Published: December 17, 2015
TOLEDO, OHIO — A choice example of Oceanic art has been added to the collection at the Toledo Museum of Art. Purchased at Christie’s in Paris on December 3, the mask is one of four known distinguished examples from Saibai Island in the Torres Straits and has been heralded by scholars as the most notable
The earliest written record of a Saibai Island mask was in 1606 when Spanish explorer Don Diego de Prado y Tovar wrote of a turtle shell example while on exploration voyage with Luís Vaz de Torres, for whom the region is named.
Masks in this style are called “mawa,” meaning “face,” and are believed to represent mythical heroes whose appearances signal important events and rites of passage. The “mawa” ceremony was held to celebrate the ripening of fruits and other crops around the month of September. The masks were carved from wood and distinct because they do not have sight apertures for the wearer, meaning that they were likely worn on the top of the head by a dancer wearing a costume of coconut leaves. They could also have been used as a kind of architectural ornament. There are only three other examples in this style, two in the Australian Museum in Sydney and one in Barbier Mueller Museum in Geneva, Switzerland.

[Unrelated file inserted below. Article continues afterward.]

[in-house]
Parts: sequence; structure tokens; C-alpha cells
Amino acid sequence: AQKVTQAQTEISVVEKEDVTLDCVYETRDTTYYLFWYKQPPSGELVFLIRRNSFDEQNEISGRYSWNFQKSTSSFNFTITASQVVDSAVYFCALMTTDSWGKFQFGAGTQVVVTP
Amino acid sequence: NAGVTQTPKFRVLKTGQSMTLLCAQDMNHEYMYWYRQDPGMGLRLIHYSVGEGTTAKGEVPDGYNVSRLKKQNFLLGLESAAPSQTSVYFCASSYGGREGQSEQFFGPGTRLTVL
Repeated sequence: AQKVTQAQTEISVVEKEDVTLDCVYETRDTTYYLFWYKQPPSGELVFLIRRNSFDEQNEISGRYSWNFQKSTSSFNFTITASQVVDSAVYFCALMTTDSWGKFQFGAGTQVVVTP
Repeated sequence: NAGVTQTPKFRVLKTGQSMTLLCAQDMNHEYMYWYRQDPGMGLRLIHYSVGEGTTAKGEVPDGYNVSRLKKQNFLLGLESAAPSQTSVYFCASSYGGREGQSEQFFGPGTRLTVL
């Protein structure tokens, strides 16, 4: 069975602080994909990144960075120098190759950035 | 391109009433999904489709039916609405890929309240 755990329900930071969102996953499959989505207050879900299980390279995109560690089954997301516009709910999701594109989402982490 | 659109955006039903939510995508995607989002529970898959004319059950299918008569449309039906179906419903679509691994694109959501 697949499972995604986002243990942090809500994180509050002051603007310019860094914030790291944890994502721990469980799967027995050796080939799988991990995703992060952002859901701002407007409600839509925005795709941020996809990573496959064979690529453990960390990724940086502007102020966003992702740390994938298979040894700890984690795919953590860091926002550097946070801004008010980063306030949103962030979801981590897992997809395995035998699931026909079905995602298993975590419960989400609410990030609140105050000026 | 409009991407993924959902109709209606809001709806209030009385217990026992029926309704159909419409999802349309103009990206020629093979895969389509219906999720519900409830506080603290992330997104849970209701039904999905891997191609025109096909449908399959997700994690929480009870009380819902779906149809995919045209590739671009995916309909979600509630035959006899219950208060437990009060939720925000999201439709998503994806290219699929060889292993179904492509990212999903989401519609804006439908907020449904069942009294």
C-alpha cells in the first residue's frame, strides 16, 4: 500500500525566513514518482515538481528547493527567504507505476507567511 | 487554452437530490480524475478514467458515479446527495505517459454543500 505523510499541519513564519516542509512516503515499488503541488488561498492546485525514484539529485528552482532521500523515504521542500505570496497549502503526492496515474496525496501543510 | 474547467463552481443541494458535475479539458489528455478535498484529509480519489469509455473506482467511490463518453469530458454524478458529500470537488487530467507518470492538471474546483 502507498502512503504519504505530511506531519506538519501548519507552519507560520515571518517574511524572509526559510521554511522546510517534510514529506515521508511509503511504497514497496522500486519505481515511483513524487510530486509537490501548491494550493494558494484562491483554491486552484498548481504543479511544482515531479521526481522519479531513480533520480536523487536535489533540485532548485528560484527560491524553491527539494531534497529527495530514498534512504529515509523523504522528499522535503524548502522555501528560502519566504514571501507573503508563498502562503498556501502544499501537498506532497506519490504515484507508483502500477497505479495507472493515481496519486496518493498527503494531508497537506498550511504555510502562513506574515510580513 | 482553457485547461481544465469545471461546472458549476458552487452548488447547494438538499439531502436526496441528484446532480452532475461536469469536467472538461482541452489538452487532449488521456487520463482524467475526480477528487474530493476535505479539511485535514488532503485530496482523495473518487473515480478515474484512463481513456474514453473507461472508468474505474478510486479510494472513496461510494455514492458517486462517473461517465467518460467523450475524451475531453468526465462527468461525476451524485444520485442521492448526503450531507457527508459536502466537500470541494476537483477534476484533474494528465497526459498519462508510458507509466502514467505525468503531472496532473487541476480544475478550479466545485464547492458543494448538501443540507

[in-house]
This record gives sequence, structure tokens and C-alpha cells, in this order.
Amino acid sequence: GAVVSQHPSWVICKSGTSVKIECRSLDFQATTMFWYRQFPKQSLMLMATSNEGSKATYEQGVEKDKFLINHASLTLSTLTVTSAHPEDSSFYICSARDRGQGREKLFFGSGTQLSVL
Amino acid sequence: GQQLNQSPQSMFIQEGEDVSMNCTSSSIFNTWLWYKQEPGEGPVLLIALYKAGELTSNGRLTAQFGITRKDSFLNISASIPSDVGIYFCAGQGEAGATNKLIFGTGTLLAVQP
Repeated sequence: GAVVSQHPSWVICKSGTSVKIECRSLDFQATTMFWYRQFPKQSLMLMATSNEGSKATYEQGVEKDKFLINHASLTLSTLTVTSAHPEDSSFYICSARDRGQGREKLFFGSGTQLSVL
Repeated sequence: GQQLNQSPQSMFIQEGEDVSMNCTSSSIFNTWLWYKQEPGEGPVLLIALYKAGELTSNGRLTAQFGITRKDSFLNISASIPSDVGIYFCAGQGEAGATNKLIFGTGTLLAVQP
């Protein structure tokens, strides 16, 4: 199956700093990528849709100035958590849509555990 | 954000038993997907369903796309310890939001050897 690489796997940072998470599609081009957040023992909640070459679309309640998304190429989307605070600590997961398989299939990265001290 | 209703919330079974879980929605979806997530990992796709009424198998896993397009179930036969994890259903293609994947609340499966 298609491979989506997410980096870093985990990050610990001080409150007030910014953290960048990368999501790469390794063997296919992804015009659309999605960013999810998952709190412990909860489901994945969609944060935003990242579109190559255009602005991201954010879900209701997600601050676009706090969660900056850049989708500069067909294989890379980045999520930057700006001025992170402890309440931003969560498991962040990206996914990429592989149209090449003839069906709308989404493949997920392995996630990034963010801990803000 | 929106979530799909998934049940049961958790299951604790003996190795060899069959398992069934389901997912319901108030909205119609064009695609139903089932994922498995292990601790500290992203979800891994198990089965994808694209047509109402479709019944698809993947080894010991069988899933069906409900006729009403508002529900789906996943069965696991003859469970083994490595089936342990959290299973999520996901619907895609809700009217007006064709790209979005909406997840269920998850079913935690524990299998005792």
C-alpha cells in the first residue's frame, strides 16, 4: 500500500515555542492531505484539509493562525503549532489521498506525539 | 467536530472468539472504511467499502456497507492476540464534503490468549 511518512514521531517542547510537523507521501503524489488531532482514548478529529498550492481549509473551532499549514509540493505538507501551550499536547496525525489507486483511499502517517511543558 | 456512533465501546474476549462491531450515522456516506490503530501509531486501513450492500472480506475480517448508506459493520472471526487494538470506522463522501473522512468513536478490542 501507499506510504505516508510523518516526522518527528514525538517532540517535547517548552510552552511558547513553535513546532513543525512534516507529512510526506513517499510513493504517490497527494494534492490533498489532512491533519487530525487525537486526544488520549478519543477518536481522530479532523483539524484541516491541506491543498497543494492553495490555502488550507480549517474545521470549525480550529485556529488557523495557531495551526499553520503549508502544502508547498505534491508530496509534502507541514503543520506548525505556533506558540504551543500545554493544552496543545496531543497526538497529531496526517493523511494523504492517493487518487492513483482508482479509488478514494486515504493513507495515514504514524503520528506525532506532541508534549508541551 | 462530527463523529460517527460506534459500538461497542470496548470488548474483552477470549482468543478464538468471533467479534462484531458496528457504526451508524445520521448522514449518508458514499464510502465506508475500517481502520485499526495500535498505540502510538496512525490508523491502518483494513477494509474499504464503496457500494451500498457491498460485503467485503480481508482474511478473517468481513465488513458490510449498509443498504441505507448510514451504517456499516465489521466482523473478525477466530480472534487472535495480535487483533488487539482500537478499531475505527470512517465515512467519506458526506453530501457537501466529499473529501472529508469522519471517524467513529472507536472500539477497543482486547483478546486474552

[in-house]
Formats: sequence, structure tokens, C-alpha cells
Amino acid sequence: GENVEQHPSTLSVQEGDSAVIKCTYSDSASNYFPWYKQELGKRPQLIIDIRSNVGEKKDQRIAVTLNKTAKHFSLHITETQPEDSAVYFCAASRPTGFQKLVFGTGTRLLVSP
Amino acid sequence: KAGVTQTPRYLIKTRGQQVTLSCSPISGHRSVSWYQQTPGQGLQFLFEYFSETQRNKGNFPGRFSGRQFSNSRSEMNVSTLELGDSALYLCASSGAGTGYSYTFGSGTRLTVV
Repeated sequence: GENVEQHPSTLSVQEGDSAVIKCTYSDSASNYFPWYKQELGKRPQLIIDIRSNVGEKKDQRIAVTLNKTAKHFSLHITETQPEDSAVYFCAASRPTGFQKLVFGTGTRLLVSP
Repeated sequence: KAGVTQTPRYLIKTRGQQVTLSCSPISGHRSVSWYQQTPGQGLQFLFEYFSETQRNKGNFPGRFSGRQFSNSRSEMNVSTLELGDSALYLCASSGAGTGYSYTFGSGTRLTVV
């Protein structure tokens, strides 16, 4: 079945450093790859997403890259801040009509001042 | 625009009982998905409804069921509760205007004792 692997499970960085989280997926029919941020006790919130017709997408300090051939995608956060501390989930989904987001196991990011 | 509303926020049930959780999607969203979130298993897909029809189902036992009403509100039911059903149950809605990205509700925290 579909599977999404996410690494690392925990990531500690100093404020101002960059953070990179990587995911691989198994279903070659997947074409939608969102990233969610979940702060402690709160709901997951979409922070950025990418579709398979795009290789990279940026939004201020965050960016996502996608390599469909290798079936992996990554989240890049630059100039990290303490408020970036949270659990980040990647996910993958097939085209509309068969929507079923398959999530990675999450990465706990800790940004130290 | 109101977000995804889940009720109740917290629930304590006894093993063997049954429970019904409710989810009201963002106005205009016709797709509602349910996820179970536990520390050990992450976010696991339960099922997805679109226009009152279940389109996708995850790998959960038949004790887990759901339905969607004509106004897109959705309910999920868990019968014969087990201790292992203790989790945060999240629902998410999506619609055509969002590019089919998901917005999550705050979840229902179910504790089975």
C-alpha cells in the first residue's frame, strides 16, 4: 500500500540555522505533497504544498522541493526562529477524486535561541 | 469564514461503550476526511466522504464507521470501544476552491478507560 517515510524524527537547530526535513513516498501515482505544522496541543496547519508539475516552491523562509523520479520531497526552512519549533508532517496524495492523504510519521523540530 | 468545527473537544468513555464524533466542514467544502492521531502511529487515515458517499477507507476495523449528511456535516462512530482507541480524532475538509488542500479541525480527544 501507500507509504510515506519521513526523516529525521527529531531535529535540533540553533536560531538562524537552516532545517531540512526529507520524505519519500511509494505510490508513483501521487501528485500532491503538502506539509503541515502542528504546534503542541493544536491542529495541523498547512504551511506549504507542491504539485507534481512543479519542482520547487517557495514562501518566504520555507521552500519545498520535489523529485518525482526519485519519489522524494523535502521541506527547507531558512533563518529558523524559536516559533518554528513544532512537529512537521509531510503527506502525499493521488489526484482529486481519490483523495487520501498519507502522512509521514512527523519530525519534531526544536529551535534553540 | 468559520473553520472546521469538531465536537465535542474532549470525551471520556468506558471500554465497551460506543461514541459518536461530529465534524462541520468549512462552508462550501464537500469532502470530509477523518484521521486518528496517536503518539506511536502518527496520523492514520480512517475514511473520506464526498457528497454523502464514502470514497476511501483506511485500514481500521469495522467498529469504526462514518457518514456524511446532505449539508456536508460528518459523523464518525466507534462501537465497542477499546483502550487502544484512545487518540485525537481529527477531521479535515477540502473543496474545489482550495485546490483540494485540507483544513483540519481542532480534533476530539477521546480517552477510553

Dr Brian Kennedy, president, director and CEO of the Toledo Museum of Art, said, “This is an extraordinary, spectacular example of the sculptural tradition of mask making in the Torres Strait Islands. We have rarely seen such a striking and memorable mask. We are thrilled to have acquired an object of such rarity which expands the global range of the Toledo Museum of Art’s celebrated art collections.”
This example, from the Jolika Collection, demonstrates the powerful proportions used in Torres Strait Islander art. It is revered as the best example of an extremely rare body of Torres Strait art. The mask measures almost three times the size of a human face and the trapezoidal shape combined with shell eyes glowing against the dark brown wood create a haunting expression.
Wooden masks in the Torres Straits are particular to the Western island of Saibai, unlike the more typical turtle shell masks of the South Seas. This is attributed to the proximity of Saibai Island to the sculptural wood tradition of New Guinea.
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